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Medical Advances Since Gulf War Boil Down to Increased Lives Saved

Image of Medical personnel training on how to treat a neck wound. Wyoming Army National Guard Sgt. Shawn Todd, a combat medic assigned to Recruiting and Retention Battalion and Sgt. 1st Class Ethan Schanzenbach, 213th Regional Training Institute senior medical noncommissioned officer, treat a neck wound on a mock patient using modern medical gauze (Photo by: Kentucky National Guard Public Affairs).

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Second in a series of articles on advances in military health care and technology since the Persian Gulf War, 30 years ago this year.

Read Part 1, here.

Tactical casualty care – an application of the lessons learned based on data collected during the Vietnam War and analyzed with computers in the 1990s – evolved since being initially published in 1996, noted Alan Hawk, manager of historical collections for the Defense Health Agency’s National Museum of Health and Medicine.

Hawk noted that this resulted in the development of improved hemorrhage control techniques and even early versions of telemedicine, allowing for medical consultations by physicians far from the point of care. He also included rapid vaccine development, from a concept developed by the Defense Advanced Research Projects Agency (DARPA), to develop defenses against novel biological warfare agents.

Tourniquets and gauze

But other tools have been less tech-oriented and just as effective in saving lives. Former Army Col. (Dr.) Leopoldo “Lee” Cancio and Dale Smith, a longtime author and a professor of military medicine and history at the Uniformed Services University of the Health Sciences in Bethesda, Maryland, mentioned advanced forms of battlefield gauze, clotting agents, and combat application tourniquets (“CAT,” or “ratchet” tourniquets) as key ingredients in the rucksacks of not just medics, but all ground troops.

"In 2001, we were using a strap-and-buckle tourniquet," Smith said, which were about 80% efficient - meaning that, above the elbow or above the knee, blood vessels are "big enough that 20% leakage is going to kill you. So, in theater, some surgeons and some medics built a ratchet tourniquet." He described it as "a loop - you can put it on over your own arm and tighten it down. They are more than 98% efficient."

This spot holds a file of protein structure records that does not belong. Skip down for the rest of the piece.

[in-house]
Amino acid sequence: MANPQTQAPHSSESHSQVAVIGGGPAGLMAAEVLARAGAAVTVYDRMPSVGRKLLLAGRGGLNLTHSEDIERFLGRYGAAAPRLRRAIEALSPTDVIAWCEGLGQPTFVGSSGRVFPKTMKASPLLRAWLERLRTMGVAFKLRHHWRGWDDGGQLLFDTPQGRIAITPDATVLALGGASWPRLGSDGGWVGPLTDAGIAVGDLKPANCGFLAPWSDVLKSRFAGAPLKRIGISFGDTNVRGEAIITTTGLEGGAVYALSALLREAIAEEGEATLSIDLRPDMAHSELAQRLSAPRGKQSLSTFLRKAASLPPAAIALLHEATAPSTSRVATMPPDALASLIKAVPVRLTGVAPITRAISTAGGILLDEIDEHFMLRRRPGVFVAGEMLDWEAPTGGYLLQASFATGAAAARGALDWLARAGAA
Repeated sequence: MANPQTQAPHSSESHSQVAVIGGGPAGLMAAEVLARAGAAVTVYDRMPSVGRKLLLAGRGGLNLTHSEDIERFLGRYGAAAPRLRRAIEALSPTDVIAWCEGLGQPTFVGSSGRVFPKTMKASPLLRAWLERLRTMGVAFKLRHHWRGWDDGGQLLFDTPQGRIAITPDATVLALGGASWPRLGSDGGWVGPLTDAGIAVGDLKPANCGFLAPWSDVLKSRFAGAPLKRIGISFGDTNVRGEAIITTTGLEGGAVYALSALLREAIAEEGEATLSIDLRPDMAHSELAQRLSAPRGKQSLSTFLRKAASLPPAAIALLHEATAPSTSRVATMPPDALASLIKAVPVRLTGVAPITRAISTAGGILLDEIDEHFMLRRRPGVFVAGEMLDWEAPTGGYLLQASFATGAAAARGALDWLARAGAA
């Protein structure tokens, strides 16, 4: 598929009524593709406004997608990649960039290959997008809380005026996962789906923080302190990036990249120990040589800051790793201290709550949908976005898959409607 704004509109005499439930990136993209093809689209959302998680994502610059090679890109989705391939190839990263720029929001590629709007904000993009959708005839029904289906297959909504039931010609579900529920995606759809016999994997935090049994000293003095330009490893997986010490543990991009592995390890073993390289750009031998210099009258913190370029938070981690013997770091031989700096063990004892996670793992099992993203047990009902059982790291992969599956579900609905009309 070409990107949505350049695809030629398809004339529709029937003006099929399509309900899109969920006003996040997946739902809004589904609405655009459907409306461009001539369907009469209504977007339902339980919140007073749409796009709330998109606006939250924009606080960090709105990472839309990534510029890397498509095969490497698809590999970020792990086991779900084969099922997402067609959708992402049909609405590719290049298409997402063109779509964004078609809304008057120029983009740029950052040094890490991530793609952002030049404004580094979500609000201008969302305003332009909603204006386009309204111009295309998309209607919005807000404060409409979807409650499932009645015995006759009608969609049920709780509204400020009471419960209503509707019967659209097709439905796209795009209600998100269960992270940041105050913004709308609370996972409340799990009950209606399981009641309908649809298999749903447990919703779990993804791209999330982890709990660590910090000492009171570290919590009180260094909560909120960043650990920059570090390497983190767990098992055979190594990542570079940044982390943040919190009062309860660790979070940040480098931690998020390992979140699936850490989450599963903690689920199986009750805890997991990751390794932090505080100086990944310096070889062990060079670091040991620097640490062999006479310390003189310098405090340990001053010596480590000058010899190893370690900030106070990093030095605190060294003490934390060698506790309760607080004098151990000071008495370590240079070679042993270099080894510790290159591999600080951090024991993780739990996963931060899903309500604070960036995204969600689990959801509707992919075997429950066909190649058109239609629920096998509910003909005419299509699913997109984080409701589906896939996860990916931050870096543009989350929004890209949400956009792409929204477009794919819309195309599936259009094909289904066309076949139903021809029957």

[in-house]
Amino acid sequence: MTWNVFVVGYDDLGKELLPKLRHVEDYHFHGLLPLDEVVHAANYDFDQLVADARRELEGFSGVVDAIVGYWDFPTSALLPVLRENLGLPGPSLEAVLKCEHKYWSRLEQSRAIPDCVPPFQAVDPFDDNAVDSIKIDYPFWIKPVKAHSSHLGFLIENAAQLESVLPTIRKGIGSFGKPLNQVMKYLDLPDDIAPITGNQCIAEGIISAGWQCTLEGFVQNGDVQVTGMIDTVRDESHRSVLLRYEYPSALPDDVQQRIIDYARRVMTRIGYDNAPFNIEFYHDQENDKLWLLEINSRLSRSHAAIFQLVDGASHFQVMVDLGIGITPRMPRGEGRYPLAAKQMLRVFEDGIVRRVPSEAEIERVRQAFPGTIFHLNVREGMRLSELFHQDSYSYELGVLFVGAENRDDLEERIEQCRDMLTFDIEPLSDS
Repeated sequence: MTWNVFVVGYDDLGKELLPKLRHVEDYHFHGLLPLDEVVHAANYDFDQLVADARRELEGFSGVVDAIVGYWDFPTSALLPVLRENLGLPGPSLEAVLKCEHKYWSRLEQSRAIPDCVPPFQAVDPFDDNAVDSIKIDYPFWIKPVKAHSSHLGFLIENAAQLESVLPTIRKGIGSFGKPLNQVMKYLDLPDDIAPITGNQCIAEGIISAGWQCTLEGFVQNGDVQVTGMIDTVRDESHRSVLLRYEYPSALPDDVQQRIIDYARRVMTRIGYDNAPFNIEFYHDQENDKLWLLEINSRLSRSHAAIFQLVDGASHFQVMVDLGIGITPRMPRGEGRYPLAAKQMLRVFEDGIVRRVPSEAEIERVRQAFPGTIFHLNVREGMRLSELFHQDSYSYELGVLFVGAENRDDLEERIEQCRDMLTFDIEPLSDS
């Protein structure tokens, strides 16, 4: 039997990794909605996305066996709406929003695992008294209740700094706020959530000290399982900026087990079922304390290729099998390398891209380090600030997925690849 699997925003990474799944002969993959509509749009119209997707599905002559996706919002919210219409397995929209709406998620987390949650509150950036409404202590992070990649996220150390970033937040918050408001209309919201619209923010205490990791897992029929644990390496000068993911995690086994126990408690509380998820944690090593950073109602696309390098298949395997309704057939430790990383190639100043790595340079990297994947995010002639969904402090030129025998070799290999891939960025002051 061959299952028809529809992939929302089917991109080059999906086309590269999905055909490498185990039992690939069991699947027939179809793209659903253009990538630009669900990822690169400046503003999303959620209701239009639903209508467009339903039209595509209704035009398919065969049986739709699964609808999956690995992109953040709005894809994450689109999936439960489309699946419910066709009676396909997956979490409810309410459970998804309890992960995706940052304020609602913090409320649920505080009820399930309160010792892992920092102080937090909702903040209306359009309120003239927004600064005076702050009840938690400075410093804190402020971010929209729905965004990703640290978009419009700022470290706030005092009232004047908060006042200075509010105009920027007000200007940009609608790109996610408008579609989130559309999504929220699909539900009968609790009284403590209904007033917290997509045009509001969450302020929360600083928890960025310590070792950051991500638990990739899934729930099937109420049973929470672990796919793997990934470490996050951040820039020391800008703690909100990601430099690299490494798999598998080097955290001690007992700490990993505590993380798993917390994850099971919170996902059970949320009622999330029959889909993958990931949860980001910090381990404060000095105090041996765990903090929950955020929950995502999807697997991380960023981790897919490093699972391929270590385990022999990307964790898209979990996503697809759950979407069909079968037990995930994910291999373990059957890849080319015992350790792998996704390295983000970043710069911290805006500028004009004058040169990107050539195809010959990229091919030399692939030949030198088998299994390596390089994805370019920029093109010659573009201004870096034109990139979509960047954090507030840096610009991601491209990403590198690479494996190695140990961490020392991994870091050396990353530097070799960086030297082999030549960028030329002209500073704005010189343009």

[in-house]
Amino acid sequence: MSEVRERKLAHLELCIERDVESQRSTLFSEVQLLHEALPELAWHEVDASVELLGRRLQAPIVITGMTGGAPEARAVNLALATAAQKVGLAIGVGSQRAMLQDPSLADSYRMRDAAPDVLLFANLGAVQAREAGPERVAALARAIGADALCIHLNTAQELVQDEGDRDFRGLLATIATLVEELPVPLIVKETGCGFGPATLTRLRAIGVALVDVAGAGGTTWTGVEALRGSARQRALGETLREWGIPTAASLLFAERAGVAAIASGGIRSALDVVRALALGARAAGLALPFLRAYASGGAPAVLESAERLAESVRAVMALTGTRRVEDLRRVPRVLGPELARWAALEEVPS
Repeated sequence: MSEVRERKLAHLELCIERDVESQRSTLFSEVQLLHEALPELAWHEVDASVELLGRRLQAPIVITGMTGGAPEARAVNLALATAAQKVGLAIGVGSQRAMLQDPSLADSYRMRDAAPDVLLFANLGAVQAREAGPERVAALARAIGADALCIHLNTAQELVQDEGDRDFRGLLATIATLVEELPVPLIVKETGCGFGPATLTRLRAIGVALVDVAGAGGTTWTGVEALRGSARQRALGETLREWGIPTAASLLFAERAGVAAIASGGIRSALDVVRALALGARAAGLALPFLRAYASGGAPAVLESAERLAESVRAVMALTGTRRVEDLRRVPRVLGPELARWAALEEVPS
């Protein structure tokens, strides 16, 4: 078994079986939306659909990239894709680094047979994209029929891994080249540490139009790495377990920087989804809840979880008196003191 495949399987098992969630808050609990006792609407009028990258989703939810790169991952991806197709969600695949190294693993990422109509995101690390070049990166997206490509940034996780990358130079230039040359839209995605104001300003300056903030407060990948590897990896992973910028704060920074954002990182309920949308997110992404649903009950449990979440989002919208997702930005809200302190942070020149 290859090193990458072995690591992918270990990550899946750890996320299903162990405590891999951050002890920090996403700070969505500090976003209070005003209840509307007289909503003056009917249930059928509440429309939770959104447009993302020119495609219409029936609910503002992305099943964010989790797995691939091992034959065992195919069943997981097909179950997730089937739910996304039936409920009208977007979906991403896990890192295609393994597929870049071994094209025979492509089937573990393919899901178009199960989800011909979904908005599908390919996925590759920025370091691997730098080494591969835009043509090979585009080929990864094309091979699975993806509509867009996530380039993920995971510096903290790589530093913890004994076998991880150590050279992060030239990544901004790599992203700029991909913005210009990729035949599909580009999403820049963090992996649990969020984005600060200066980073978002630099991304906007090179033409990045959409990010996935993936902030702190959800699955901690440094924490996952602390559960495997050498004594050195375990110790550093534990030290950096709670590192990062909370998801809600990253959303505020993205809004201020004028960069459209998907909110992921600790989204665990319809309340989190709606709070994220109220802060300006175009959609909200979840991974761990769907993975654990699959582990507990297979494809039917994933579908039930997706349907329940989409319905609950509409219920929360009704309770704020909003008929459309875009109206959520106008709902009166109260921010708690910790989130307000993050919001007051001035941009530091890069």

Exsanguination (bleeding to death) is the most common cause of potentially survivable death for wounded warfighters, according to the Army. To be blunt about it, Smith added, once you've already lost a limb, it's about saving your life.

"Today, the ratchet tourniquet is in everybody's kit bag, you can put it on yourself, you can put it on your buddy, and you can stop bleeding in less than 10 minutes," he said. "That's what I mean by survivability. You would've died in 2000 with this injury, but now you're alive and we've got a decent prosthetic device. It's not as nice as (the limb) you were born with, and there's a whole lot of psycho-social issues to being an amputee and a whole lot of learning to do."

The newer tourniquet is "a very nice piece of technology," Cancio agreed. "The concept is simple, but you've got to make it user-friendly."

He added that the mindset of the tourniquet as a last resort also had to be changed as it was introduced. With arrival times from point of injury to aid station of perhaps 30 to 60 minutes, he said, "even if you put it on unnecessarily, you're not going to do any permanent damage to that extremity."